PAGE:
More steps to free up trade globally have been taken since Donald Trump was elected than measures to restrict it, the World Trade Organization said, despite concerns his administration would introduce a raft of punitive rules to protect U.S. jobs.

The WTO’s global monitoring report, debated at a trade policy review on Monday, covers October 2016 to May 2017.

“The report shows an encouraging decrease in the rate of new trade-restrictive measures put in place — hitting the lowest monthly average since the financial crisis,” WTO Director-General Roberto Azevêdo said in a statement.

The semi-annual report, largely coinciding with the period since the election of U.S. President Donald Trump, showed that the 164 WTO members put 74 new restrictive measures in place, including tariffs, customs regulations and quantitative restrictions, with an impact of $49 billion of trade.

At the same time, they took 80 steps to help trade, such as cutting tariffs or simplifying customs procedures, affecting a much bigger $183 billion of trade.

Restrictions peaked in 2011

Trade-restrictive steps peaked at 22 per month in 2011, roughly twice the level in the period of the latest report.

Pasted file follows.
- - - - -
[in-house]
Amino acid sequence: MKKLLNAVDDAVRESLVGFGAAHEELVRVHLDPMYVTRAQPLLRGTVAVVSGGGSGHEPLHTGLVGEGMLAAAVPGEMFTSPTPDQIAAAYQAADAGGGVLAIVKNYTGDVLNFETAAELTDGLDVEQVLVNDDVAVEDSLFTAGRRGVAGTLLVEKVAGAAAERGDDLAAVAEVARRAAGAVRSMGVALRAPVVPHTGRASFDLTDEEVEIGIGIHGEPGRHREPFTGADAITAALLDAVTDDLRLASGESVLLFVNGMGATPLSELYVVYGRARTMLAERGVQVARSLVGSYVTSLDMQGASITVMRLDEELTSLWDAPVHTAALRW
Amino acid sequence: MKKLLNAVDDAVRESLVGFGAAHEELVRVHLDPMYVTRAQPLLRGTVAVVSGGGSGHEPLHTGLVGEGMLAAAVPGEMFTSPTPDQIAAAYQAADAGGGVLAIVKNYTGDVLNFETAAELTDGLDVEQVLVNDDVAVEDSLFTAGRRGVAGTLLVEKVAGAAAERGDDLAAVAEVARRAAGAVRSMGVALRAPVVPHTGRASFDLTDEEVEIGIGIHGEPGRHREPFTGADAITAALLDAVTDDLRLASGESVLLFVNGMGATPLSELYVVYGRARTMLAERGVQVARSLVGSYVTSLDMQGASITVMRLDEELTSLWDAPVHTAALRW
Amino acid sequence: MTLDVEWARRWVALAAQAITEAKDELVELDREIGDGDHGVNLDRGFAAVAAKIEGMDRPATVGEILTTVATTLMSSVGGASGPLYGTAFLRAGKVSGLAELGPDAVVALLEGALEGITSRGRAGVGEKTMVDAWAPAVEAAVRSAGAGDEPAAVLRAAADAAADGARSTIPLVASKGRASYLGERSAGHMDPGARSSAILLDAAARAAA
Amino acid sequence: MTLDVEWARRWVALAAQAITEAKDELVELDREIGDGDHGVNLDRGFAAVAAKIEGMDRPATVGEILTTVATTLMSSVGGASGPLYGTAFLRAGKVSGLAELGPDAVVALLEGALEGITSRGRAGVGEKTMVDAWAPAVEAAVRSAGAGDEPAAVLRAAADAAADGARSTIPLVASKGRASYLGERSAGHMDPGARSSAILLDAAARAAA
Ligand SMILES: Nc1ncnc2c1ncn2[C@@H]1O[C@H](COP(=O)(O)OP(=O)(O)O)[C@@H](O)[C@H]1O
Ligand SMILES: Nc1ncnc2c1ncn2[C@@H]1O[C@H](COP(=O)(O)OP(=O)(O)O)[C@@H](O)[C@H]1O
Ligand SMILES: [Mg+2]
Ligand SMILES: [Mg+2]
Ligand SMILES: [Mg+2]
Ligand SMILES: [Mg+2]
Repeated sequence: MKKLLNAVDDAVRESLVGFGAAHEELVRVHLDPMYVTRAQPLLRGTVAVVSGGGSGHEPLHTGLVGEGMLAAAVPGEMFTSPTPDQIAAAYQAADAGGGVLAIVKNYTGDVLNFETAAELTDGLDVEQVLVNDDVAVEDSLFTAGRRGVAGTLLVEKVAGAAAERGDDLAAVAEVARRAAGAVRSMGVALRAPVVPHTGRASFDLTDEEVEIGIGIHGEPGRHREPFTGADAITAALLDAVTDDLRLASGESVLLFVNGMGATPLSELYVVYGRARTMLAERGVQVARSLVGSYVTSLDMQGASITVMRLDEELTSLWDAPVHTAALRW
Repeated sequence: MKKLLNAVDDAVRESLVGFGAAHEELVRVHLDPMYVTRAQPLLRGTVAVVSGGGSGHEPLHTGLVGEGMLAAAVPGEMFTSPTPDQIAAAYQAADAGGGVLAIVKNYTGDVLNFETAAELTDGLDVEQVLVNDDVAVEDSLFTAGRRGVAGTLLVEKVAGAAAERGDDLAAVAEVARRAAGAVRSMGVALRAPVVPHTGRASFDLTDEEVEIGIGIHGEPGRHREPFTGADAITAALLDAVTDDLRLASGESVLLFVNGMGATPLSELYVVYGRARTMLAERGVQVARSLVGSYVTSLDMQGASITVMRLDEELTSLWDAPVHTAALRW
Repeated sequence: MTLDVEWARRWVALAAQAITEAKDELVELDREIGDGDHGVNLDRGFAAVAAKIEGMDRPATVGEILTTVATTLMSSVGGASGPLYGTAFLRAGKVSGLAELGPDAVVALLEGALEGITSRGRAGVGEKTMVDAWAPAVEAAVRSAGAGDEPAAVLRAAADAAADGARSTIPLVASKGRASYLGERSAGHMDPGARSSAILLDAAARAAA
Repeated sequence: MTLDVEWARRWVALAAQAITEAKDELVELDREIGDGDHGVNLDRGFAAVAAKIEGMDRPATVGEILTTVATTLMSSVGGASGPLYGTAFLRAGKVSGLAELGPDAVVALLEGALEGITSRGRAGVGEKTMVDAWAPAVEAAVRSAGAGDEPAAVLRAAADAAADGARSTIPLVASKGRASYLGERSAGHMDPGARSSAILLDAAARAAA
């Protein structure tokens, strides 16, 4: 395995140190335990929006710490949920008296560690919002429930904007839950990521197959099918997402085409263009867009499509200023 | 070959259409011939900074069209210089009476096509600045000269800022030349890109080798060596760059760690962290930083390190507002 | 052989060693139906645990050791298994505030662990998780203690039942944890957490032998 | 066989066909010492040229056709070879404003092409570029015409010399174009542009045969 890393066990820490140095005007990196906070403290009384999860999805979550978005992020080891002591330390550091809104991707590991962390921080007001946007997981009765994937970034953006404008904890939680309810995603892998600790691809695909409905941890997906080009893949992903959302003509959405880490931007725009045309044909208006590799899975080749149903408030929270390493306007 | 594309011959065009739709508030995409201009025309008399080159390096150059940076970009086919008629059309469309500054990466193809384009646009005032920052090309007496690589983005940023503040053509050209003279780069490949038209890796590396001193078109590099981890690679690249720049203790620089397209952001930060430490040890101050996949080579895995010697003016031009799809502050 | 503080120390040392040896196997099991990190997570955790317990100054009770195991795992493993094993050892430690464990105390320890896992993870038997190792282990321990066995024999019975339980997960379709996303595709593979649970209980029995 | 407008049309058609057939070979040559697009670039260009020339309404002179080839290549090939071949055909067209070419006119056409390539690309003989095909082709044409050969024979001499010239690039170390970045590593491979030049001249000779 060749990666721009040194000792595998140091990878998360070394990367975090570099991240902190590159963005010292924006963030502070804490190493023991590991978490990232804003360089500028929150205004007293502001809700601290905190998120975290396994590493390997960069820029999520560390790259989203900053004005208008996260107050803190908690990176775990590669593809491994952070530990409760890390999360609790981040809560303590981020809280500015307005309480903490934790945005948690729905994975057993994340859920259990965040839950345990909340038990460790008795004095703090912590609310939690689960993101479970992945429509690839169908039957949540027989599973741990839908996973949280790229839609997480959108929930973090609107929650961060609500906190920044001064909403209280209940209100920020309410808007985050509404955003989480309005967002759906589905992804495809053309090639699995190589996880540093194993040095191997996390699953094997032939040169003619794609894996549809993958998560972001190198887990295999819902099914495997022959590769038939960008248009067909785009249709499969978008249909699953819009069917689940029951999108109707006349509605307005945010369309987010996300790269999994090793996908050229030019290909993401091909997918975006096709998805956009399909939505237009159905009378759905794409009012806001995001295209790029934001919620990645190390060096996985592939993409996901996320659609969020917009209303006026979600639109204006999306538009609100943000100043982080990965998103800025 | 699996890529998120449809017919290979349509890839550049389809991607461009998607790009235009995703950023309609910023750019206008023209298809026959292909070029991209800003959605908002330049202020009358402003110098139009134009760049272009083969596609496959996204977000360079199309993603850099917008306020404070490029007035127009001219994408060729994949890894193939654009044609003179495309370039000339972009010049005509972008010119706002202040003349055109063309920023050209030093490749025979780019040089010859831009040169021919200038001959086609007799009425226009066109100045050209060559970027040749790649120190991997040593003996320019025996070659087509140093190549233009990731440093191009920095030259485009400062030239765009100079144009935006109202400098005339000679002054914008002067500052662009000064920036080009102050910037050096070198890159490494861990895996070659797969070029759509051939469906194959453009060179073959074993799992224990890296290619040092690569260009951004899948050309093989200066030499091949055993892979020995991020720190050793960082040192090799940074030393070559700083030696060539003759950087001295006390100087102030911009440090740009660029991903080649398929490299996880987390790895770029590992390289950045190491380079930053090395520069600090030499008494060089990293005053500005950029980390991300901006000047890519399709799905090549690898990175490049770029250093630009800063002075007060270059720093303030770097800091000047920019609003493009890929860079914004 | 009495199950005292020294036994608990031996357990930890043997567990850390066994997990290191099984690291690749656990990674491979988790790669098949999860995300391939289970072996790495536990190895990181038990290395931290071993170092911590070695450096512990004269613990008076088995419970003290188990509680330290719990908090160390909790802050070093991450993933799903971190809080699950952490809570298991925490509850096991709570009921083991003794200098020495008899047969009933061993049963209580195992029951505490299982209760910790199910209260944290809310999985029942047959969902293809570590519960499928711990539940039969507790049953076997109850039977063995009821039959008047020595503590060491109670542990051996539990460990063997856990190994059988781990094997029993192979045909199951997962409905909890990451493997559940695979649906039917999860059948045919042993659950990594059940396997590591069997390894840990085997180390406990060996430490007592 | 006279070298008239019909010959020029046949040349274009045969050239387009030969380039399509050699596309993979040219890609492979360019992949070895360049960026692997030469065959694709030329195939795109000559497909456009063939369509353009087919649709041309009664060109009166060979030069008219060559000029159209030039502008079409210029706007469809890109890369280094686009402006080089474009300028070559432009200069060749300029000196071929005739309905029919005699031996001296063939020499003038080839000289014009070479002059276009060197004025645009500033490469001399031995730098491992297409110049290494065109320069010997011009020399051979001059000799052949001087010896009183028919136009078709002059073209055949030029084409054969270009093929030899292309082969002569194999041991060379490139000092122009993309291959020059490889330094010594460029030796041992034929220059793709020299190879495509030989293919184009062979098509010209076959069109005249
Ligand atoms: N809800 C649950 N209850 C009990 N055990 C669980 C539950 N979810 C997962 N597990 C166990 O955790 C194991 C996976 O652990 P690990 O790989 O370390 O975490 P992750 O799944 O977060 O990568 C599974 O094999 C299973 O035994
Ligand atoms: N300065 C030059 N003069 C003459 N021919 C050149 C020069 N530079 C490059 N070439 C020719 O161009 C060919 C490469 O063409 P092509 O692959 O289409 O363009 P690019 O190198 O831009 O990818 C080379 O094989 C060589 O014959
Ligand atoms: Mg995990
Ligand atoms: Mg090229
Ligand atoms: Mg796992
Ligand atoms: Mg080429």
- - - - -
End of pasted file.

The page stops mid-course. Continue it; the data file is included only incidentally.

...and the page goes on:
During the period under review, the United States introduced new restrictions including a provisional duty on Canadian softwood lumber, suspecting it of being unfairly priced.

It also brought in “Buy America” provisions to ensure that, subject to some conditions, state loan funds are not used for water infrastructure projects unless all the steel used in the project was produced in the United States, the WTO report said.

Liberalized trade

Trump had also liberalized trade by scrapping broadband privacy rules, allowing Internet service providers to commericalize user data without explicit permission from the U.S. Federal Communications Commission, the report said.

China, routinely the WTO member most often accused of unfair pricing and illegal subsidies, had introduced new restrictions with a cybersecurity law, requiring data generated in China to be stored in China, and a film production law, requiring Chinese movies get two-thirds of the screen time at Chinese cinemas.

But it also eased approval requirements for foreign-owned banks to invest in Chinese banks and to supply some investment banking services in China, the WTO report said.

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